HERO 2.0

I’ve been waiting for this, though in reading this story I’d argue we should wait just a little bit more.

Houston’s two mayoral candidates say they support expanded anti-discrimination protections for the LGBTQ community, but would leave it to voters to pursue a revived version of the measure that was roundly defeated at the ballot box four years ago.

Outside groups, meanwhile, already are readying for a redux of the high-profile and vitriolic fight over the so-called HERO measure.

Mayor Sylvester Turner supported the Houston Equal Rights Ordinance in 2015 but has not advocated for revisiting it during his first term. On Tuesday, he acknowledged that “community-driven efforts are underway” and that he is working with his LGBTQ advisory board to find “opportunities to do more public education,” though he did not say he would advocate for a ballot measure in 2021.

He previously has said that groups need to focus on outreach and grass-roots campaigning.

“It’s important to educate people, because if you put something up, let’s say right now, and it goes down again, it just sets us back,” Turner said in August. “So, let’s educate, let’s continue to work with the LGBTQ Advisory Committee which I put in place, and let’s work with other organizations, and then we can move forward.”


Harrison Guy, chair of the mayor’s LGBTQ advisory board, said the 2015 defeat forced advocates to overhaul their approach to organizing, particularly in a city as diverse and geographically spread-out as Houston.

“It was a pretty big mountain to climb when we were honest about why HERO wasn’t a success,” he said Tuesday.

Since then, he said, groups have focused on in-person outreach to “soften hearts,” and readied for a potential, 2021 rematch.

“It’s tedious, slow and strategic, which isn’t sexy,” Guy said.

He said he is fine with Turner taking a backseat on the issue.

“The fight cannot belong to one group or one person,” Guy said. “It can’t belong to the mayor. The coalition needs to be really broad and really big.”

[Former Mayor Annise] Parker agreed with the grass-roots tactic, but warned that “if the mayor doesn’t want it to move, it’s not going to move.”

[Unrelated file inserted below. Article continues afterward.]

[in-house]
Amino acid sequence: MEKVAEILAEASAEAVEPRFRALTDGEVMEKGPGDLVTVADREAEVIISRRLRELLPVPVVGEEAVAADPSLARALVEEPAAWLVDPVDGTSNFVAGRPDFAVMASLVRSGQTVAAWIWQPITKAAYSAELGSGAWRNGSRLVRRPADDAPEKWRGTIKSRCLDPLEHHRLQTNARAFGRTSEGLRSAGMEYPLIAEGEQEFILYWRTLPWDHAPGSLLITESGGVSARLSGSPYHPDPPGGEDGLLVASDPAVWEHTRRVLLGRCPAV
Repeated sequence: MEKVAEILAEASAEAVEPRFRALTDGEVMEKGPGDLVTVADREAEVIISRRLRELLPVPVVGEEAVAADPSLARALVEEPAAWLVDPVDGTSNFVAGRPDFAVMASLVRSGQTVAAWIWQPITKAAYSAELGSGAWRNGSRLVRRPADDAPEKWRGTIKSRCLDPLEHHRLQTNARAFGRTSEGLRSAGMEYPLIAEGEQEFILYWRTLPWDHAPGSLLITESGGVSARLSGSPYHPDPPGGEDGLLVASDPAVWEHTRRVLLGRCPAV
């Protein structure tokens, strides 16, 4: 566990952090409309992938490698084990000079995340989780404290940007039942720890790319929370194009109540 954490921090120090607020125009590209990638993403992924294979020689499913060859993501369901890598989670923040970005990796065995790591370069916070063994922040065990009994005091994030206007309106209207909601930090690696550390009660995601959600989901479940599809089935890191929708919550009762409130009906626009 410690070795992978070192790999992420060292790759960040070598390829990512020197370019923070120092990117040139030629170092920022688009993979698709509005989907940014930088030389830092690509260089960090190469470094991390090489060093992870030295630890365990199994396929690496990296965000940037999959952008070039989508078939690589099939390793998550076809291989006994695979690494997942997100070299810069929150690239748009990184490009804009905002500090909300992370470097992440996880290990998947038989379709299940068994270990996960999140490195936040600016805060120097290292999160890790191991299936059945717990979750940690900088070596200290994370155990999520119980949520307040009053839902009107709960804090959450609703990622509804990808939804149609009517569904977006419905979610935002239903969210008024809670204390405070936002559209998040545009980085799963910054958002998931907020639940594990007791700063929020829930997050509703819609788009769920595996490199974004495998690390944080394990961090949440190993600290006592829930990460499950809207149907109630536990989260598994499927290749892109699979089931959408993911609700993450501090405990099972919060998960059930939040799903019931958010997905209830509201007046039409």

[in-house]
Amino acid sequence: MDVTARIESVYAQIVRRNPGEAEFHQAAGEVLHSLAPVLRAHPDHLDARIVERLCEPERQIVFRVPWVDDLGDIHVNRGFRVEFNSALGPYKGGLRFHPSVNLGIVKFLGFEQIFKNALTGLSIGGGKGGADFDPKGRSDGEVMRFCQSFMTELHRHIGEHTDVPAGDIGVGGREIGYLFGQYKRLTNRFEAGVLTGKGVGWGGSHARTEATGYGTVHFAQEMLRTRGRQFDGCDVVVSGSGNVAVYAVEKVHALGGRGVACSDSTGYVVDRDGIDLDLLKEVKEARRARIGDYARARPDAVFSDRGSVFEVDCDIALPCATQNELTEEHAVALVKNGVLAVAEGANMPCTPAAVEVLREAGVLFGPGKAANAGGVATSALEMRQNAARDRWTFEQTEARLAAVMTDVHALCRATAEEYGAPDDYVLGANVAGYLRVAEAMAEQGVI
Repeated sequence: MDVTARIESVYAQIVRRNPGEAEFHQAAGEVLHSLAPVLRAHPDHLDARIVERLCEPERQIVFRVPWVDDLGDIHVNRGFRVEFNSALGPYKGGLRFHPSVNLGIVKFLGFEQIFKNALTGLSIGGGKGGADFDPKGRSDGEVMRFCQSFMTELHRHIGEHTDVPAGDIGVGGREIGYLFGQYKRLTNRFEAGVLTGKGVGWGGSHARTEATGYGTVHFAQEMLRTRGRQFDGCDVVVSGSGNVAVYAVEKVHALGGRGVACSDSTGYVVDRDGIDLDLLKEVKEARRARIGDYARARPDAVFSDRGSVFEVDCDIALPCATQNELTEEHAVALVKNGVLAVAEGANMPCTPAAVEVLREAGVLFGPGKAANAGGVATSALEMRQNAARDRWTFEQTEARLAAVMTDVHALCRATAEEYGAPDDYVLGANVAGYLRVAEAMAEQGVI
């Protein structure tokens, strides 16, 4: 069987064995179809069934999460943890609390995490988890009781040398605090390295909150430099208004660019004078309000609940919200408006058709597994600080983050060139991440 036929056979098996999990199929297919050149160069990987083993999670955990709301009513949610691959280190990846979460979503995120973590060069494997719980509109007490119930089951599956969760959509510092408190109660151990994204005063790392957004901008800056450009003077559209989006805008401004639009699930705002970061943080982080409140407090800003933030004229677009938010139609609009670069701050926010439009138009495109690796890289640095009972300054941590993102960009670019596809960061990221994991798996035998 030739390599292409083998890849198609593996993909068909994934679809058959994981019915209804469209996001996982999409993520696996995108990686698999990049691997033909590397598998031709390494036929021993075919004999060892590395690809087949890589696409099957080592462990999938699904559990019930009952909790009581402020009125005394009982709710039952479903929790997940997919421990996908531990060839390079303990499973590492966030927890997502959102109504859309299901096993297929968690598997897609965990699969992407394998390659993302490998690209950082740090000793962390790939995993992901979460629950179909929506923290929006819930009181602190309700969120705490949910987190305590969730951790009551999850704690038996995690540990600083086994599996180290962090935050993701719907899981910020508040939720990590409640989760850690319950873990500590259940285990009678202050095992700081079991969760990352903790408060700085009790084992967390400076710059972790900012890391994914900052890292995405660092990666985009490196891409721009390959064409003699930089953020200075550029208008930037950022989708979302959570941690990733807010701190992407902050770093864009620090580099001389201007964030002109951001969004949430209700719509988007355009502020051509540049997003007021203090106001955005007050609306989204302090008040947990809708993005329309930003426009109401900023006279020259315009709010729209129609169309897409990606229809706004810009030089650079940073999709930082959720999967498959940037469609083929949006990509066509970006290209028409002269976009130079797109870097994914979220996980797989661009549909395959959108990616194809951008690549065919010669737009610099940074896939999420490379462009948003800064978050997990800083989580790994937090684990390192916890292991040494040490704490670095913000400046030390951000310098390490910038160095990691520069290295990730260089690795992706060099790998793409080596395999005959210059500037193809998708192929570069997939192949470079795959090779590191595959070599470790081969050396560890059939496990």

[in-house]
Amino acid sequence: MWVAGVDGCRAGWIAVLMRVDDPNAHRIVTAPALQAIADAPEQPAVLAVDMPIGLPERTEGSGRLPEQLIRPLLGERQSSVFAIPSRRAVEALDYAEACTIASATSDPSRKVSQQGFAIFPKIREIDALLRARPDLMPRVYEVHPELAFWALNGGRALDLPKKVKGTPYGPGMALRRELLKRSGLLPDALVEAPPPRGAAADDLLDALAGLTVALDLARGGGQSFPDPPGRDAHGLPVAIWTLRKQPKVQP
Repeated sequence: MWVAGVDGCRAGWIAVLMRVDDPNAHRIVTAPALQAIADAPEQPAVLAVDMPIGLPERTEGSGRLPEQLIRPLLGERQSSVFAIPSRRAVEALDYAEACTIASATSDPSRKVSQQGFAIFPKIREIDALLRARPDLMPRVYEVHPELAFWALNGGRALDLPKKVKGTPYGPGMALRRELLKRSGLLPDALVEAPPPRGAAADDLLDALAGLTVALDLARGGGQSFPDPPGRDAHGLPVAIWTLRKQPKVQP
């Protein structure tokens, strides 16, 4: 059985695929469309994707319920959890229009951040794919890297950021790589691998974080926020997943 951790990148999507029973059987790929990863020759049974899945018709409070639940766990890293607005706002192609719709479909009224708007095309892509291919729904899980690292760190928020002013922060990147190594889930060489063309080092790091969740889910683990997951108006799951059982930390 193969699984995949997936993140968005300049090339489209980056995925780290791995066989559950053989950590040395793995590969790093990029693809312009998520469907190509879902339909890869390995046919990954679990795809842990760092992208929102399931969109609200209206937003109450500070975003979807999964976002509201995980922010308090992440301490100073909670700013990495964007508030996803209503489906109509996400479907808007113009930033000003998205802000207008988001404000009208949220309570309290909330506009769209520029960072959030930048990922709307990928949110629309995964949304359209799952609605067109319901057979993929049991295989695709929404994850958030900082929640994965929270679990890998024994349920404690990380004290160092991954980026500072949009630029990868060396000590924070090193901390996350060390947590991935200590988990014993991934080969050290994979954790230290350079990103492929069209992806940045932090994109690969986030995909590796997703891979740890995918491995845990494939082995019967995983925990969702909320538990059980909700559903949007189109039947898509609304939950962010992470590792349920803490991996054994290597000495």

Tony Buzbee was quoted in the story saying he supported a watered-down HERO that would “[prohibit] discrimination by employers and housing providers, but would oppose expanding the measure to apply to places of public accommodation, including public restrooms”. Of course, he has also said that he would support a HERO that included public accommodation, and he has promised Steve Hotze that he would oppose any effort to pass a new HERO, so you can’t believe a word he says.

As I said, I have been waiting for this, I fully support this, and I agree that this is the right approach to trying again. My one hesitation is in putting HERO 2.0 on the 2021 ballot. There are no city elections in 2021, just HISD and HCC Trustee races, and who even knows how much anyone will care about the HISD races at that time. That means that basically all of the turnout for such an election will come from the campaigns for this measure, and we saw what happened with that in 2015. My suggestion would be to wait and have it in 2022, when at least the baseline will be higher, overall more Democratic, and will include more young voters. It’s true that plenty of Democratic voters voted to repeal HERO in 2015, but that’s a problem that the new outreach strategy needs to solve. If that hasn’t been successful then we could hold the vote on a Sunday afternoon in July and it won’t make any difference. Engage with the Democratic base, move the needle with voters who should be on our side since they very much support politicians who support what’s in HERO, and then schedule the election at a time when many of these people would be voting anyway.